Religion is one of those things that you aren’t supposed to mention in small talk. You don’t ask someone about their religious affiliation after you’ve introduced yourself because it is a hot topic. In the last few years the gap between myself and religious affiliation has widened significantly. A few weeks ago I had the opportunity to speak at an international conference the focused on cultic organizations. Very interesting stuff. As one of the few people of color in attendance, I shared a bit of my personal experience with a branch of a religion that had a leader who dictated what to wear, what to eat, and where to go and expected to be obeyed. While the peacefulness of country living was present, it was overshadowed by oppressive rules that kept the leader in charge. During the duration of the conference I had the chance to attend seminars and meet other attendees who had once been in cults but left at some point. Many were born into various organizations that their parents had joined years ago. After the conference I wanted to read more about the experiences of individuals who had become caught up in cults and religiously abusive organizations. After meeting a few of the contributor’s at the conference, I read a book called Whispering in the Daylight and the author wrote about the cult led by Tony Alamo. It was fascinating and bone numbingly sad at the same time. One thing that was particularly sad was the fact that parents surrendered their children to be beat mercilessly and starved. They also allowed their girls as young as age 9 to be the “brides” of the leader. All in the name of religion and doing what they felt to be right. The question that always seems to be asked is how do people end up in these type of situations? The truth is that people tend to want a sense of purpose. Having a charismatic leader who seems to have found the meaning of life or claims to have some exclusive relationship to a deity can appear to be a good thing. It’s fairly easy to forsake all when one believes that not doing so would lead to eternal condemnation. By the same token, believing that your actions can earn you eternal bliss is an attractive idea. I think that it’s even different for children who grow up in that type of environment and have never known anything different. Reading the book about some of their experiences and how hard it has been and continues to be to adjust to “regular” life was eye opening. One thing that I believe is important to remember is that wanting to believe in something or someone isn’t a bad thing in and of itself. But it can become problematic when one consciously decides to yield their free will without reservation to another individual. It’s a strange dynamic that I find intriguing.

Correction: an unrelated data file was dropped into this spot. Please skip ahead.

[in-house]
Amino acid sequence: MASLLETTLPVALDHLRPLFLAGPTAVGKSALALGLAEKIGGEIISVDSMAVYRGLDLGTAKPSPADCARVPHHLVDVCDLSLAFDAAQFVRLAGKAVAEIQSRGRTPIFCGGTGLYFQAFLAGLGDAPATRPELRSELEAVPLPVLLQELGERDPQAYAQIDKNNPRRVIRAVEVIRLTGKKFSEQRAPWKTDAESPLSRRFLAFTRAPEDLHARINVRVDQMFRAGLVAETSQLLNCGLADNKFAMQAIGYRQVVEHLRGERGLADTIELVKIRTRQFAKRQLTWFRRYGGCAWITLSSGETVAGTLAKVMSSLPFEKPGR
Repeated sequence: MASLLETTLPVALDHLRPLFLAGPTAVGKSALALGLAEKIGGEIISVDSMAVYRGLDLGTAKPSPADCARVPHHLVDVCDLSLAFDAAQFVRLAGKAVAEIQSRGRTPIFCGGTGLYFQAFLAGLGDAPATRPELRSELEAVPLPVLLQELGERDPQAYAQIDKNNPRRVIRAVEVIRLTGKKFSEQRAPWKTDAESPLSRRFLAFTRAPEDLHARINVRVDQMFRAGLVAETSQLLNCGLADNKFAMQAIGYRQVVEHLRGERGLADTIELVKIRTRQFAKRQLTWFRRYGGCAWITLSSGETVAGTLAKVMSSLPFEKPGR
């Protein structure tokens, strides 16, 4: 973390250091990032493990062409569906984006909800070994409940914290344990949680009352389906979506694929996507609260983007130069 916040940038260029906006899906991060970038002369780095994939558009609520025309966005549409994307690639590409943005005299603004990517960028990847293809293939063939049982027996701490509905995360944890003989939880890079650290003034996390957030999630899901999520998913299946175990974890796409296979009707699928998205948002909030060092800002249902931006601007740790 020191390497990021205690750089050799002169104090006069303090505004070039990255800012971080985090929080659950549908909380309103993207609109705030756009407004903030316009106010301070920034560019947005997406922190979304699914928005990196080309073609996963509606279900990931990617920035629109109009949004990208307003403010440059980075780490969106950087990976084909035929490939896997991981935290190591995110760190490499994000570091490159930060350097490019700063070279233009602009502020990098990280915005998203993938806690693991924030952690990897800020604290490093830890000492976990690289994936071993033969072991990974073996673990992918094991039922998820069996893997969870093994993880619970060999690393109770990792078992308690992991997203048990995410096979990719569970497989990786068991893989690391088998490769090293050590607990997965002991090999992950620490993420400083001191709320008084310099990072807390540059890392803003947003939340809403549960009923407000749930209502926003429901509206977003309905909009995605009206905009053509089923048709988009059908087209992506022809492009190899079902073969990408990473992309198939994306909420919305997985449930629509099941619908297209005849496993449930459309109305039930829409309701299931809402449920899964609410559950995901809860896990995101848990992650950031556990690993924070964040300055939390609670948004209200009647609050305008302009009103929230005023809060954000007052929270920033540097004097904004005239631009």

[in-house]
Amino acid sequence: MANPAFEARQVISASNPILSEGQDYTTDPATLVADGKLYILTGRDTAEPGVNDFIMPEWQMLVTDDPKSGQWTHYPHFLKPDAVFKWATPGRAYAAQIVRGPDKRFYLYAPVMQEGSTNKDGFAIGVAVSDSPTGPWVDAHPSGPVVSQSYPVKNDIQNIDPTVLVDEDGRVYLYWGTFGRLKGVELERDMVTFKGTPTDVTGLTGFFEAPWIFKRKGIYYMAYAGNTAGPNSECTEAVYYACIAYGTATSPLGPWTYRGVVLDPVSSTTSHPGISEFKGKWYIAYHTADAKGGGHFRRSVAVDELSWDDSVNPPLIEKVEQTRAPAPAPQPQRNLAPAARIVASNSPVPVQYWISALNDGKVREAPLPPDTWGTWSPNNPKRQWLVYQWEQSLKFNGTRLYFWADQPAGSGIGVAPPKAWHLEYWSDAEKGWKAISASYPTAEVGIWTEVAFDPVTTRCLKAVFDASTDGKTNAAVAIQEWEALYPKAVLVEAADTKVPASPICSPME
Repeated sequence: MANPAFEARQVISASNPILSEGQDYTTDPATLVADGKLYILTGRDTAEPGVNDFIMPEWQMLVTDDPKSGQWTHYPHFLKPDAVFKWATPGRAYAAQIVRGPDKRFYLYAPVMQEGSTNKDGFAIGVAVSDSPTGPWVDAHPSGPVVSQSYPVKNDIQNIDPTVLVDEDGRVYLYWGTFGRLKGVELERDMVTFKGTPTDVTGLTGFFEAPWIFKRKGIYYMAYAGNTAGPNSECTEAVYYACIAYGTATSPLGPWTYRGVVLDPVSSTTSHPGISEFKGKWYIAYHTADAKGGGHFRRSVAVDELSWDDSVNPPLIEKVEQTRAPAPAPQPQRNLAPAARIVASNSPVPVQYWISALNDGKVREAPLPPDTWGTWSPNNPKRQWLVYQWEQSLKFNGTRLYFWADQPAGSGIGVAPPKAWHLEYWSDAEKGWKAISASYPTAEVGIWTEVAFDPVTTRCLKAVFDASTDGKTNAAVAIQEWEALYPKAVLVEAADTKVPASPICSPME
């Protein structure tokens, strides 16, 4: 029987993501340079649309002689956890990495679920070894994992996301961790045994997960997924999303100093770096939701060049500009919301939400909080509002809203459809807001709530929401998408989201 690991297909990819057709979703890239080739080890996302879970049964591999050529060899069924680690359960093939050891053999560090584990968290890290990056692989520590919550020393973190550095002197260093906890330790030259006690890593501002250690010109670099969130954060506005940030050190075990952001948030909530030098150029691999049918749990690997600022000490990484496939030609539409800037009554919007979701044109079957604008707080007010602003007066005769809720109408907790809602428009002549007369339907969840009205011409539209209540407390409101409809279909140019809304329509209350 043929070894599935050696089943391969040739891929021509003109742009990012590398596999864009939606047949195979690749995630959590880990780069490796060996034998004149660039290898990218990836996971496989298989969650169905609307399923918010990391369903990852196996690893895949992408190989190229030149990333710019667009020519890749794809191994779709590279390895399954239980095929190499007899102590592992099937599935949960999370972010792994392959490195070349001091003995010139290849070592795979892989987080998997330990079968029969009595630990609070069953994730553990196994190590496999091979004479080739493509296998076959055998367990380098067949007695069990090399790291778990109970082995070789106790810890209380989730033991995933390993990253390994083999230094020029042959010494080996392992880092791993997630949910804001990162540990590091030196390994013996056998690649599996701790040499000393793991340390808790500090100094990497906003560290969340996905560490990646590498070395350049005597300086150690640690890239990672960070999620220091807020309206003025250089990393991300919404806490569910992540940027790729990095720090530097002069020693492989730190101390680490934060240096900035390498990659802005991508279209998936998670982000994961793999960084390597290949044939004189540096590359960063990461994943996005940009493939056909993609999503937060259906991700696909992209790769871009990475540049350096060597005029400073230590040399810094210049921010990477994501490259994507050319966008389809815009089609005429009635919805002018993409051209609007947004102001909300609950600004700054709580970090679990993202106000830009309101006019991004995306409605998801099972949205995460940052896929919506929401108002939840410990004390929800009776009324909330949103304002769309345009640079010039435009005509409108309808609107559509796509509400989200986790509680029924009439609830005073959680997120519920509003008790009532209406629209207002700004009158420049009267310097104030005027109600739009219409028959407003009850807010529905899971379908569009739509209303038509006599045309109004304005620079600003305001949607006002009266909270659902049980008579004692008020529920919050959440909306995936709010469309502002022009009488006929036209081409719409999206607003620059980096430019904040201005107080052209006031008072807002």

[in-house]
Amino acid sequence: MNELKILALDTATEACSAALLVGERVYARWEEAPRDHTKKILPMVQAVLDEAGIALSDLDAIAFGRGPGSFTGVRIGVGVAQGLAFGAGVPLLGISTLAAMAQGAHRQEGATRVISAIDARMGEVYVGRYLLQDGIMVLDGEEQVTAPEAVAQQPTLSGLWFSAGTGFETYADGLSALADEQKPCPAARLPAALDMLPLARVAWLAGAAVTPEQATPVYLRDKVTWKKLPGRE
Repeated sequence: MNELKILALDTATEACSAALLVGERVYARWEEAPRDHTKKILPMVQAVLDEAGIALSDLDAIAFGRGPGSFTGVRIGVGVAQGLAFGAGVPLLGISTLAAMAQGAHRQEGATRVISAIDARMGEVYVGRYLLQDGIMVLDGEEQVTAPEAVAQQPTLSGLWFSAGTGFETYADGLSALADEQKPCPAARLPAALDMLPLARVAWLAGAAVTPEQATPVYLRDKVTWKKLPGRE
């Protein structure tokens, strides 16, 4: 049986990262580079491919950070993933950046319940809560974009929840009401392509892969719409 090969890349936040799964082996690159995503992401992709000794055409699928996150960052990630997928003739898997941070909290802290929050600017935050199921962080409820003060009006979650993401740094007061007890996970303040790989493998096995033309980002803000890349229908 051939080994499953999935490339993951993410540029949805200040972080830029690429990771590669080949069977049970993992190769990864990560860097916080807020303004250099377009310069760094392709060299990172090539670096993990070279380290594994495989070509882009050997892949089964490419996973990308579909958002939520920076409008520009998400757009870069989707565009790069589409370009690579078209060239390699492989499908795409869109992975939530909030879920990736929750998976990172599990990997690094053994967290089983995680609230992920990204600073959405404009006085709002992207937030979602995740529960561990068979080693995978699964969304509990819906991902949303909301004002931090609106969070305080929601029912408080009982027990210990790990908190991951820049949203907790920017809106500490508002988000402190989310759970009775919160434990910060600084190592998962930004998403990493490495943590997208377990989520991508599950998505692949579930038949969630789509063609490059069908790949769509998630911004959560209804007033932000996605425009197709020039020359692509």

It’s weird to get a PhD. I know a lot of people don’t say it but achieving something like that makes you look at life differently. While my overall goal was to use the degree for higher education, I’ve found myself in the same field I’ve been in for the past 6 years. After all that time and energy spent and all the late nights and revisions and I’m not exactly working in my field full time. I need to have a strategy and to find out a way to maximize this new education level. This summer I plan to be more focused on having a plan and implementing it. I want to do more things and working on creating new opportunities. But I need to be more disciplined and consistent in order for it to work.
The past few weeks have gone by extremely fast but at this point I’m at the end of my doctoral journey. It’s been a long six years and I can’t believe that I have been in school consistently since 2008. That’s an entire decade of my life that I can’t get back. I haven’t even decided to real if it’s been worth it. However, I think that so far it has. I’ve had the opportunity to work full time and live in multiple places while working on my education. But now it’s time to make new goals as the ink on the new initials after my name continue to dry. I need to find something meaningful and while traditionally I’ve found that in education, I’m open for a change. If I’m being honest, I’d love to spend some dedicated time addressing my rotted carcass of a love life but that could be problematic and it isn’t a guaranteed win. It’s a hope. Needless to say, I have to fill my time with other things than school at this point. It’s going to be weird not having a paper due or assignments to complete. Right now my focus is on my job search and figuring out where I’ll be living next. I want to enjoy the feeling of completing the highest degree that one can earn but it just feels somewhat hollow at this point. It’s not a letdown but it’s just weird. I want to start writing more on a creative basis and I’ve been doing better so far this year with making in-person connections with people. I’ve had the opportunity to reconnect and have already traveled to Europe once this year. I would love to do more traveling but most of all I think I also want a real “home base” for once. Like an actual home/apartment where I live permanently. I want my life post-PhD to involve getting settled down at some point and moving to a different chapter that could possibly include marriage and kids. However, it’s going to take a huge shift in focus and being deliberate in creating the life that I want. I’m determined but I need to plan so that I know the next thing I’m working towards. I have to fill this empty space of time.